life beneath the sea. Low tides reveal sea stars, crabs, sea anemones,
and other colorful ocean life. The park also includes a large area of
coastal scrub meadows, with bright native wildflowers in the spring.
Moore Creek flows down to the ocean through these meadows, forming a
wetlands in the sand.
Location – Directions
Take Swift Avenue west from Highway 1, or follow West Cliff Drive north
along the in-town bluffs until it ends at Natural Bridges.
Facilities – Activities
A picnic area is located off the main parking lot in a eucalyptus and
pine trees grove. Tables, barbecues, water faucets and restroom
facilities are available. There is a day-use fee per car to park in the
state beach area.
The visitor center highlights local natural history, and the bookstore
has a selection of butterfly shirts, postcards and books for all ages.
Next to the park's Visitor Center is a demonstration milkweed patch
where visitors may view Monarch eggs, caterpillars and chrysalides. For
about half a year, milkweed is the Monarch's home, super market and
Monarch Butterfly Natural Preserve
The park's Monarch Grove provides a temporary home for up to 100,000
Monarchs each winter. From roughly mid-October through mid-February, the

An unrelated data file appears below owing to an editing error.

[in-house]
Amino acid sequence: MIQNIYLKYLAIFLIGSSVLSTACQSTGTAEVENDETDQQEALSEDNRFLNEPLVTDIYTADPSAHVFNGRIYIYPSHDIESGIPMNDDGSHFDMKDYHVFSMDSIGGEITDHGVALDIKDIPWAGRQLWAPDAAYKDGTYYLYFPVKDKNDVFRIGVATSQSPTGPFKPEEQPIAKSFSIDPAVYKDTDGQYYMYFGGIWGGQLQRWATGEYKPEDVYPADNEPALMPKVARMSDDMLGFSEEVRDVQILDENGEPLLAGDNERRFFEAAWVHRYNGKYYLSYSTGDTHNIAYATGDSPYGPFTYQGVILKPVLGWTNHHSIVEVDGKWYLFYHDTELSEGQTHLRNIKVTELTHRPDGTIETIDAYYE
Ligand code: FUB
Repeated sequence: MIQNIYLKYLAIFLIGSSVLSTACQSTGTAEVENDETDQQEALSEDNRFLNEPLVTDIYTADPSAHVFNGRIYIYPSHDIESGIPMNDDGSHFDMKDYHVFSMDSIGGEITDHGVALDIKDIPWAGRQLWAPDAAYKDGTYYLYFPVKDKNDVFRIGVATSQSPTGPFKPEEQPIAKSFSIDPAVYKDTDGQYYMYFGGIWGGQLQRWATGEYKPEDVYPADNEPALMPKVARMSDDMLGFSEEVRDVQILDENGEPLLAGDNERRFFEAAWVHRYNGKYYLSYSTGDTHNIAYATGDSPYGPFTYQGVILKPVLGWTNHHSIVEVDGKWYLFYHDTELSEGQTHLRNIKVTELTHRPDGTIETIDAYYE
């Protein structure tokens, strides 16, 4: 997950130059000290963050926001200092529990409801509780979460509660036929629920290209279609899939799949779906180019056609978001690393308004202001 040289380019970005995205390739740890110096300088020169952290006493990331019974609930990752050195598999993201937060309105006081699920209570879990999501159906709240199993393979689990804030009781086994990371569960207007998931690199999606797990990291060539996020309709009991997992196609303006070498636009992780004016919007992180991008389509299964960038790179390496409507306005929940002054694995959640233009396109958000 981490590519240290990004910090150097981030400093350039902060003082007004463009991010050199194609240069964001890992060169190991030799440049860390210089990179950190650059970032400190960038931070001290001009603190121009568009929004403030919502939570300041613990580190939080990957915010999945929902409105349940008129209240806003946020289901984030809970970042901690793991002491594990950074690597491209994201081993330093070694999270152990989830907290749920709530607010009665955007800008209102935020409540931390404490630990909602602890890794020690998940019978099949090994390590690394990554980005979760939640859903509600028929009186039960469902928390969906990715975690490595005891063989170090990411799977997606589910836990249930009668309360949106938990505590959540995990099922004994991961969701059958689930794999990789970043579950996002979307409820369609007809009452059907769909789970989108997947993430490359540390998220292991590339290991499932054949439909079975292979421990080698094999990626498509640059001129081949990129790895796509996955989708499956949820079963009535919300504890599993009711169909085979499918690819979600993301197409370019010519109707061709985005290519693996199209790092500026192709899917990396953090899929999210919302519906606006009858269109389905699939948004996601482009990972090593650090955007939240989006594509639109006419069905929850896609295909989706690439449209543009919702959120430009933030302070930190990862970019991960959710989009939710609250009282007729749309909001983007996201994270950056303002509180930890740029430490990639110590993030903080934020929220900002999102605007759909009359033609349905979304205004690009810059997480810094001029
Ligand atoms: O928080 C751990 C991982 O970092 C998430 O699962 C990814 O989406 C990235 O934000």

Monarchs form a city in the trees.” The areas mild ocean air and
eucalyptus grove provide a safe roost until spring. In the spring and
summer, the butterflies live in the valley regions west of the Rocky
Mountains where milkweed, the only plant a Monarch caterpillar eats, is
plentiful. Monarch migration is variable, and numbers vary each year.
Before you visit, you may want to call the park for current information
on the population.
The Monarch Grove has been declared a Natural Preserve, thus protecting
the Monarchs and their winter habitat from human encroachment or harm.
This is the only State Monarch Preserve in California. Access to the
preserve area is limited to a handicap accessible boardwalk and
Monarchs begin arriving in October and most are gone by the first week
of March. The grove contains eucalyptus trees which are located in a
canyon, providing the Monarch needed shelter from the wind. These winter
flowering trees are also a convenient food source for the butterfly. On
chilly days when the temperature drops below 60 degrees, the butterflies
cluster together in the eucalyptus trees for warmth.
The park maintains a demonstration milkweed patch where visitors may
view Monarch eggs, caterpillars and chrysalides. For about half a year,
milkweed is the Monarch's home, super market and maternity ward. The
Monarch larva eats only the milkweed plant. Tours
Docent-led butterfly, tidepool and nature trail tours are available.
Large groups should reserve beach use and tours by phone at least 2
weeks in advance. Special event reservations should be made at least 1
month in advance.
Visitors can view the over-wintering Monarchs by walking down the park's